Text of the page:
Most bridges fail because of tooth decay under the edge of the bridge or gum disease, both of which are frequently caused by a poor fitting bridge and inadequate cleaning. An extremely well fitting bridge is less likely to allow decay to get under the bridge destroying the supporting tooth underneath it. A bridge that fits well is also easier and faster to clean saving you time every time you clean your teeth and saving you money every time the dentist cleans your teeth. A bridge that can be properly cleaned will last much longer, further reducing the financial cost of dental care throughout your lifetime but even more importantly, a bridge that lasts longer will increase the likelihood that you will keep your teeth a lifetime.

The shape of the teeth under a bridge is extremely critical. The greater the expertise in completing this treatment, the more likely the teeth and gum will not require additional expensive corrective treatment. If properly designed and shaped, bridges should not fall off. Expert treatment during the shaping of the teeth when the bridge is first made can essentially eliminate additional future costs of re-attaching or remaking a bridge that won't stay on.

It is important to have all of your teeth examined and cleaned regularly by your dentist especially when they have bridges on them. By using specialized knowledge, skill and experience in combination with careful planning and attention to detail a bridge can usually be made to last for many years if appropriately cleaned. A well made bridge will minimize the need for future treatment and increase the likelihood you will keep your teeth for a lifetime. All these details will give you the best value for your time and financial investment.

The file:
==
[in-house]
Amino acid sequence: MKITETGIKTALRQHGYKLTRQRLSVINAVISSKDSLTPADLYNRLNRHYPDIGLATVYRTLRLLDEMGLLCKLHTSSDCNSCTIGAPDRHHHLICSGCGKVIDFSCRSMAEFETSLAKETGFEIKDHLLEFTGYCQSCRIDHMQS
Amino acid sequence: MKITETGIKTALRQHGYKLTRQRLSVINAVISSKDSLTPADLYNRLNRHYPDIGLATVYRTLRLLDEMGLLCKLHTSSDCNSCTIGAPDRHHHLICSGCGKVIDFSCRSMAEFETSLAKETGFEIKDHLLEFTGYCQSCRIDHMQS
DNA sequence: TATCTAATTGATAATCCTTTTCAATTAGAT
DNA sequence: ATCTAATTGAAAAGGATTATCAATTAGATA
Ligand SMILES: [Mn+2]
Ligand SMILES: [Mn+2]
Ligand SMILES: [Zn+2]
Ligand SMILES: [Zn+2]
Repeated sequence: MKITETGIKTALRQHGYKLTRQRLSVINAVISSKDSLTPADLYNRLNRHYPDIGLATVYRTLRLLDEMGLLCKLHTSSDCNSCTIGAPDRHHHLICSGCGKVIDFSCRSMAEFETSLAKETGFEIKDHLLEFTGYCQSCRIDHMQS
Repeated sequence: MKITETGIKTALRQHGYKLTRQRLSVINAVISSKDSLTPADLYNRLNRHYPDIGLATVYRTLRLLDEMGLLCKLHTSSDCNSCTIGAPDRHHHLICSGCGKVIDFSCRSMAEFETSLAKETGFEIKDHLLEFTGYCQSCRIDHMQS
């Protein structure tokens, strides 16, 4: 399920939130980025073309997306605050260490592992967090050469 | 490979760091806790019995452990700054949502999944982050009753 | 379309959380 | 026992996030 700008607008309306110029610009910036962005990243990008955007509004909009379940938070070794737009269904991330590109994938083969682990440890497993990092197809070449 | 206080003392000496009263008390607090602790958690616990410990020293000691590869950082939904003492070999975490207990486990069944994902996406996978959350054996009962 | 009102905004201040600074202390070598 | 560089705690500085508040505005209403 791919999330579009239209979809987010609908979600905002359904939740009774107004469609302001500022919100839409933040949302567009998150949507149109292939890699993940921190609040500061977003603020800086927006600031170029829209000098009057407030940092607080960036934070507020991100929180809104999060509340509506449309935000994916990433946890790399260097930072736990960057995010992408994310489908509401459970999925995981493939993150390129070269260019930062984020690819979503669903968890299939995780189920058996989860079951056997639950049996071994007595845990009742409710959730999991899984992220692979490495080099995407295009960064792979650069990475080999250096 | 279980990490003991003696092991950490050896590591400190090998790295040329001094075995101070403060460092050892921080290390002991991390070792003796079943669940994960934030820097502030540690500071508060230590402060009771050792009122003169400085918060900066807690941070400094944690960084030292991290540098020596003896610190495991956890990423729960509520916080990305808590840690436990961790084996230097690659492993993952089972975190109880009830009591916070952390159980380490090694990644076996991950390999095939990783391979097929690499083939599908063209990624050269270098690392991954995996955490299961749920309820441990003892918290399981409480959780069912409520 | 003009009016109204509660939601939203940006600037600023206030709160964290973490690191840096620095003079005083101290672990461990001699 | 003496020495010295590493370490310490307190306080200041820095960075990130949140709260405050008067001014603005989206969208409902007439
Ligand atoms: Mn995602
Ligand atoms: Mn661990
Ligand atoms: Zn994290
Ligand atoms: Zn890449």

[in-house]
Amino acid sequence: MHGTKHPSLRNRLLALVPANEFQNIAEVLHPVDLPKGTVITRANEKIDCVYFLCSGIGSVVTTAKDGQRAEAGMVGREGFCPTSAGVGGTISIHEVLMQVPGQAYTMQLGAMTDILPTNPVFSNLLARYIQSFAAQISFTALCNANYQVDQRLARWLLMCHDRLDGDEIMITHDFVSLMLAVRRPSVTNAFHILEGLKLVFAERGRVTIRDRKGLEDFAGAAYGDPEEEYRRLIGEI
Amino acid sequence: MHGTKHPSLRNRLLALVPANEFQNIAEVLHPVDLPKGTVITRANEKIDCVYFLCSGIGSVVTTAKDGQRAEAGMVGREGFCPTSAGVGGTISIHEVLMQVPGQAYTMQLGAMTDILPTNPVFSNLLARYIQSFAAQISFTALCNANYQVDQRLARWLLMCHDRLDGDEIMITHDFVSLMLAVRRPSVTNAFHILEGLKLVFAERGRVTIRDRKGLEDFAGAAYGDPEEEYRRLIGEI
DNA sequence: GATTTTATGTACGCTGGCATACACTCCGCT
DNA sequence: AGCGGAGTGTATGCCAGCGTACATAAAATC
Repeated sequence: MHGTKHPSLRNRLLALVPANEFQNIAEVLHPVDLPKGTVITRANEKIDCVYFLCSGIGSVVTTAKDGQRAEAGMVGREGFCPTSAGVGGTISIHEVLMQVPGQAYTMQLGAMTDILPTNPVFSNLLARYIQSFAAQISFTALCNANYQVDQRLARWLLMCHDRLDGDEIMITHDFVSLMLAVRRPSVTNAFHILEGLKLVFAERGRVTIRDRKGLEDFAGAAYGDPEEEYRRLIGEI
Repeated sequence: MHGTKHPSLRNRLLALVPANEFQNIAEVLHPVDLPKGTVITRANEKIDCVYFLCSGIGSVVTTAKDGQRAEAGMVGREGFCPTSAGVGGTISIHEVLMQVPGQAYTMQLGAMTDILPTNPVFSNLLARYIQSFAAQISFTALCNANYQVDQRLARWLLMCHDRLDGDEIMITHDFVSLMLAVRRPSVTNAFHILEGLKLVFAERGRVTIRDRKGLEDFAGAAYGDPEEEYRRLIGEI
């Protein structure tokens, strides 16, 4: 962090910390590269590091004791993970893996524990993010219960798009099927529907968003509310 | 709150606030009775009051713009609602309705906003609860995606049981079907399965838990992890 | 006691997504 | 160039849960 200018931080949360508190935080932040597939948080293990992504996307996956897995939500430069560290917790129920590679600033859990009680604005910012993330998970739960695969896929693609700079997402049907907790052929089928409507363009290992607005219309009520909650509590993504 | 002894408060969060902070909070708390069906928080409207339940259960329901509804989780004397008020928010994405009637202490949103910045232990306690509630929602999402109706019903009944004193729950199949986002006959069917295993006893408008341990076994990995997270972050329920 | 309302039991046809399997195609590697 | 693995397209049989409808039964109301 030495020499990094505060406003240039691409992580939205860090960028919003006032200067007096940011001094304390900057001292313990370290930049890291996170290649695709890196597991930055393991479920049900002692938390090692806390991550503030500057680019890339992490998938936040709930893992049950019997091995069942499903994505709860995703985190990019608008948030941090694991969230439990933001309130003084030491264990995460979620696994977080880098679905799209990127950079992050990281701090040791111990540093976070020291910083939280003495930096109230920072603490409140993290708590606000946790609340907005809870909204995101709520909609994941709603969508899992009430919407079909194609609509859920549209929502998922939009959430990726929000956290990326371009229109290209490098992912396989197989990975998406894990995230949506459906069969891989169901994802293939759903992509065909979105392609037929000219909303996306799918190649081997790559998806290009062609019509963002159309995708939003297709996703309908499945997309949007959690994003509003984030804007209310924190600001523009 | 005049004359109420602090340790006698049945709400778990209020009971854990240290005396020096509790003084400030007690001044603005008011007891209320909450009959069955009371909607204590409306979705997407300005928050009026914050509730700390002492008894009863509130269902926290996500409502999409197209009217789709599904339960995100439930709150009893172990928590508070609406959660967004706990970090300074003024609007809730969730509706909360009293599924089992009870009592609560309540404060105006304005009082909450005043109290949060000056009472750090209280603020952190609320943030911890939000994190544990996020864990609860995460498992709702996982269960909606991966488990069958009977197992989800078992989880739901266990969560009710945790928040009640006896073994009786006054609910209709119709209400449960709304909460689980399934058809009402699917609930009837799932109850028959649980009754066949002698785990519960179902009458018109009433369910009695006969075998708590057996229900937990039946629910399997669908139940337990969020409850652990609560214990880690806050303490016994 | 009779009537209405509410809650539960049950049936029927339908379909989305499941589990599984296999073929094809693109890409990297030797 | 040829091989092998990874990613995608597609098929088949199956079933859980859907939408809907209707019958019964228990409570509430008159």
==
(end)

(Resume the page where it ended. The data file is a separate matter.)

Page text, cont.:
How Do I Clean My Bridge?

Cleaning teeth with a bridge on them has some differences to cleaning non-restored natural teeth. You must thoroughly brush your teeth and clean between the teeth and under the pontic using either floss and floss threader, super floss or a prox-a-brush every day.

Case Studies - Bridges

Mrs. F.B. was referred to our office by her general dentist in 1993 at age 59 because she had lost two teeth in the upper right area and she was having a tough time chewing. She had worn a removable partial denture but it no longer fit very well. It was apparent to us that the problems were much more extensive than just a couple of missing teeth. Additional teeth were missing, the teeth did not line up or bite very well which accounted for a great deal of the difficulty chewing as well as a very significant compromise in her appearance. There was also periodontal (gum) disease and loose teeth. Mrs. F.B. also had diabetes. Following a period of analysis and consultations, Mrs. F.B. decided to proceed with the removal of the very poor upper teeth, an immediate upper denture, orthodontic braces to align the lower teeth and a bridge to replace a missing tooth in the lower left. The improvement in appearance was very dramatic but her ability to chew was also improved.